Hanjin is broke so who will pay?
Hanjin is so broke they can’t even pay attention, and that’s a problem. At last count there were more than 80 vessels on the water or stranded outside ports carrying about a half million containers. Unfortunately for Hanjin, and their shippers, finding safe harbors who won’t allow creditors to seize their loaded ships and finding the money to get these vessels off loaded isn’t easy. For this to happen in regard to USA bound vessels the U.S. Courts must recognize the Hanjin bankruptcy in South Korea. I would like to be the first to publicly suggest that Hanjin get themselves a ‘GoFundMe page’ and put the tin cup out. It would help if they put a picture of a puppy on their GoFundMe page.
Not that the Hanjin collapse wasn’t problematic enough, now there is a low rumble narrative from a few people in the industry saying Hanjin may try and collect full contract money from shippers. Here’s the deal. Larger shippers and ocean carriers often sign rate contracts based on promised volume benchmarks. The more volume the shipper commits to ship the lower the rates are agreed to by the ocean carrier. Much of the time if the volume commitments are not fully attained, the ocean carrier gives the shipper a pass for trying and honors the lower rate anyway. The ocean carrier wants to keep a good relationship with larger shippers and playing nice makes the most sense, most of the time.
Word is Hanjin is so desperate for cash they, and their creditors, may try to enforce (sue for) full contract rates for all the shippers who have not hit their promised volume benchmark, or so the rumor states. If Hanjin did collect the entire rate agreed in contracts, it would mean millions and millions of extra dollars that could be used to help get their Hanjin owned vessels off loaded and presumably sail off to be liquidated. The idea is making the full payment demand to all the shippers who have already paid the lower rate for the agreed higher volume and seeing if they can collect.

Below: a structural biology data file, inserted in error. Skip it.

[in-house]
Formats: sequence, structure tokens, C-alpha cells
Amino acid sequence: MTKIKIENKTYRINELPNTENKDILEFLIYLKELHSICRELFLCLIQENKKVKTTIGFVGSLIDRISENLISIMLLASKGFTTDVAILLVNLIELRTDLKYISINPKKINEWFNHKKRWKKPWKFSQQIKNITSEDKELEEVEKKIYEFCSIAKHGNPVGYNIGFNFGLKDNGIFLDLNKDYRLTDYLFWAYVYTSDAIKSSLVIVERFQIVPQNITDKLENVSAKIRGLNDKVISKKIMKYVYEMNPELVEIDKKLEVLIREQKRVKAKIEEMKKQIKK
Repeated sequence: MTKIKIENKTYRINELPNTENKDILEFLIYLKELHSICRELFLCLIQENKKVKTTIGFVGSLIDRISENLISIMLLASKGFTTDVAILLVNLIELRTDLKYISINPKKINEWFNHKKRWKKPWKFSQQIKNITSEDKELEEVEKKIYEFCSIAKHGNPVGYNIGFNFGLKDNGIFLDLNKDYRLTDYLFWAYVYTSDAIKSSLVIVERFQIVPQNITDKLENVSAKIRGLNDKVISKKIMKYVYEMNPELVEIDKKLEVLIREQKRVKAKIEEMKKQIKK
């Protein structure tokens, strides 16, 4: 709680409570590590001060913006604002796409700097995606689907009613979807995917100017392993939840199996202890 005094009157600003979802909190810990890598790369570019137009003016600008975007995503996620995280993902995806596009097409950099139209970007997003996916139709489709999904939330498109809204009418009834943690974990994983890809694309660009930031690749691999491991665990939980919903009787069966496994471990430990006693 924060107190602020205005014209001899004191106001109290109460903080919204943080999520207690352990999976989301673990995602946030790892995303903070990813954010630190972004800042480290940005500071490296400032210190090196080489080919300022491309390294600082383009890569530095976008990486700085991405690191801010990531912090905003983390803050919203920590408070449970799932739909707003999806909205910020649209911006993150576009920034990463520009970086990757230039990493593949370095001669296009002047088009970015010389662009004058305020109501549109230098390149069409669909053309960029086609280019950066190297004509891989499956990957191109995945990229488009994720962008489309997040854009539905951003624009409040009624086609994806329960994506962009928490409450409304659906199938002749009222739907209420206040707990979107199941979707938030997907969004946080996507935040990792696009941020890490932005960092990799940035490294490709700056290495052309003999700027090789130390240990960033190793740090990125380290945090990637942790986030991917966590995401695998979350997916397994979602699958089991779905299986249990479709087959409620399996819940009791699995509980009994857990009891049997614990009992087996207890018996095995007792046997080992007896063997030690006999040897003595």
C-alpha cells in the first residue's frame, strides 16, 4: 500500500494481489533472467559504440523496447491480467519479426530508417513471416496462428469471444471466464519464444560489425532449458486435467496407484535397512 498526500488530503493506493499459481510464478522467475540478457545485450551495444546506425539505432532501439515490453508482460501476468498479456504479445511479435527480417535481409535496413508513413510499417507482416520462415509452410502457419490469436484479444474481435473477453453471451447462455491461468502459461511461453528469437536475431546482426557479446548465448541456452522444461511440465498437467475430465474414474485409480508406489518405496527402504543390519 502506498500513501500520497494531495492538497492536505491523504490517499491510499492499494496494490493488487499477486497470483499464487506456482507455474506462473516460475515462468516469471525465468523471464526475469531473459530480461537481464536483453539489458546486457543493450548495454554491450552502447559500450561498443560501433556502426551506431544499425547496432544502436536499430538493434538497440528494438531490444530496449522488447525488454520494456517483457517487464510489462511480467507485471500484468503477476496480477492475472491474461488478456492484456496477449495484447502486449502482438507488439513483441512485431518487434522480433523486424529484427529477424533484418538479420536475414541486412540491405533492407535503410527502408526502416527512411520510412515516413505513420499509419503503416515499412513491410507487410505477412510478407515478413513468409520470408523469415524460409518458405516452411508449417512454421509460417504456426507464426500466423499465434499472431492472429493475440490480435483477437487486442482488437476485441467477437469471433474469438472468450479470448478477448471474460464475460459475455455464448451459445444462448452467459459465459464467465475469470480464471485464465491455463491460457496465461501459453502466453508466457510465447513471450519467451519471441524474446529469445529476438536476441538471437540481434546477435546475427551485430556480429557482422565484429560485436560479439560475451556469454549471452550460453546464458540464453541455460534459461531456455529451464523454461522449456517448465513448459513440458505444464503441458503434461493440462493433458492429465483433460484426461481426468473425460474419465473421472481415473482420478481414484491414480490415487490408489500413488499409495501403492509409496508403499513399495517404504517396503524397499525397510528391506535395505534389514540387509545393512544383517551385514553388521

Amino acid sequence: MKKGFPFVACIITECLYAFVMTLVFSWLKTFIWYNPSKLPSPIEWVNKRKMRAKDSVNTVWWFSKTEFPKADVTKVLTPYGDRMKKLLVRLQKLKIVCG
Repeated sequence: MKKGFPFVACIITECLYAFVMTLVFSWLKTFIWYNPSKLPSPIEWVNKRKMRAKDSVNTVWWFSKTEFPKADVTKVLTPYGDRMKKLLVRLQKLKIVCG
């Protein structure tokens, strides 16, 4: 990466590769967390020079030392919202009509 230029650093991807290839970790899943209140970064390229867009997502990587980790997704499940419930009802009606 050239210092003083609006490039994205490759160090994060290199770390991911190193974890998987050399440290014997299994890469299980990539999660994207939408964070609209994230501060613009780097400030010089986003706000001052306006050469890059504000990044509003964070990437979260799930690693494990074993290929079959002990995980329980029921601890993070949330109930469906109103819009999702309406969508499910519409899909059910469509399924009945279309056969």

Personally I don’t see it happening even though there is some case law that says I am wrong. In 2010 ‘The Containership Company’ which ran weekly trans-Pacific service went bankrupt in a Danish court. According to JOC a federal court in New York has already decided in the case. The decision was shippers were indeed liable for making up the difference of the short pay and the higher contract rates. From what I understand the courts are still deciding on related issues with more hearings are pending.
Even with the aforementioned example of the initial court decision, I believe Hanjin is not the same beast. First, the sheer numbers are too large. Instead of a weekly trans-pacific from China to Los Angeles as in the example, Hanjin has a half million containers on the water from countless individual shippers. Moreover some of these shippers are not lightweights and have names like HP, Samsung, Toyo Tires, and Konica-Minolta. It will also be argued Hanjin stopped operations prematurely without due notice breaching any agreement by not allowing the shippers to fulfill their volume pledge. For those reasons I don’t think shippers/beneficial cargo owners being held to the fire is likely, although nothing is impossible and I am seldom the smartest person in the room.
What should you expect if you have freight on a Hanjin vessel? One of my customers gave me a call asking me the same question. He has a container on a Hanjin vessel heading to the USA from China. Hanjin is so broke the vessel had to bypass the Suez Canal on its way to New York. The vessel is sailing the long way around South Africa and the Cape of Good Hope to get to the Atlantic for the west bound journey to New York. Now that’s broke. It sounds like they may have to swing by Bermuda to hustle some tourists on the pool table for gas money.
The terms of his deal for my customer were that the shipper in Asia secured the freight and cargo insurance. Here’s what I told him after I cited I was no expert. I recommended he contact the cargo insurance company for the shipment and report the delay and the threat of potential non-delivery of the cargo right away. Depending on their exposure, it wouldn’t hurt to have the insurance companies lobbying for a solution. I also suggested he take a good hard look at the Letter of Credit for the shipment to see under what circumstance funds would, or would not, be released for the shipment. Knowing would enable him to determine if he would be paying for inventory he may not see for a while so he could plan accordingly. Then I told him not to hit the panic button just yet.
In this particular instance with Hanjin’s collapse, I believe the numbers are just too big for the powers that be not to work something out. If you recall with SOLAS earlier this summer, there would have been a high price to pay if something wasn’t worked out. Since the cost of failure was too high to let it happen a solution became paramount thus possible. Will the Hanjin solution be free to all players? Maybe not as ports won’t work on IOU’s from dead companies last time I checked. But there will be a ‘work-around’ jammed into place before too long. I will be anxious to see what it is.